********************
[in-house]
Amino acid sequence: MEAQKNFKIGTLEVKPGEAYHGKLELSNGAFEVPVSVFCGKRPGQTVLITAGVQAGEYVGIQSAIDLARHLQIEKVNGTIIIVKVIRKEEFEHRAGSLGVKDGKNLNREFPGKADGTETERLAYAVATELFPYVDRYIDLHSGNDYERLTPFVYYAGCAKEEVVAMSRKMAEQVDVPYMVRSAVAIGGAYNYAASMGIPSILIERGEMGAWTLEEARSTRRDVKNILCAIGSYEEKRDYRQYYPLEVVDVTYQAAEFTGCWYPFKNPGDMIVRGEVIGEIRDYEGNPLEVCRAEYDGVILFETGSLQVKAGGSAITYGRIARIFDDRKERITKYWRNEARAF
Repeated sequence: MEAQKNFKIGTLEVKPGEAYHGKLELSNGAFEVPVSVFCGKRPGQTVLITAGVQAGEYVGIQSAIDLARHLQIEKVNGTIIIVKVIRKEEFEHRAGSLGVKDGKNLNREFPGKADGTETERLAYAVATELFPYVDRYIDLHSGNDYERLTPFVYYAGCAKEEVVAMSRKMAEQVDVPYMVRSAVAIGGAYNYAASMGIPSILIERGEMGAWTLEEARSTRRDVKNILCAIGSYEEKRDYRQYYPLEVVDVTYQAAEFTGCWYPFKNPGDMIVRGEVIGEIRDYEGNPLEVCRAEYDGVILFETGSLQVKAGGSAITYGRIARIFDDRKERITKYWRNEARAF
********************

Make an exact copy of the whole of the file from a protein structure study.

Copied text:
[in-house]
Amino acid sequence: MEAQKNFKIGTLEVKPGEAYHGKLELSNGAFEVPVSVFCGKRPGQTVLITAGVQAGEYVGIQSAIDLARHLQIEKVNGTIIIVKVIRKEEFEHRAGSLGVKDGKNLNREFPGKADGTETERLAYAVATELFPYVDRYIDLHSGNDYERLTPFVYYAGCAKEEVVAMSRKMAEQVDVPYMVRSAVAIGGAYNYAASMGIPSILIERGEMGAWTLEEARSTRRDVKNILCAIGSYEEKRDYRQYYPLEVVDVTYQAAEFTGCWYPFKNPGDMIVRGEVIGEIRDYEGNPLEVCRAEYDGVILFETGSLQVKAGGSAITYGRIARIFDDRKERITKYWRNEARAF
Repeated sequence: MEAQKNFKIGTLEVKPGEAYHGKLELSNGAFEVPVSVFCGKRPGQTVLITAGVQAGEYVGIQSAIDLARHLQIEKVNGTIIIVKVIRKEEFEHRAGSLGVKDGKNLNREFPGKADGTETERLAYAVATELFPYVDRYIDLHSGNDYERLTPFVYYAGCAKEEVVAMSRKMAEQVDVPYMVRSAVAIGGAYNYAASMGIPSILIERGEMGAWTLEEARSTRRDVKNILCAIGSYEEKRDYRQYYPLEVVDVTYQAAEFTGCWYPFKNPGDMIVRGEVIGEIRDYEGNPLEVCRAEYDGVILFETGSLQVKAGGSAITYGRIARIFDDRKERITKYWRNEARAF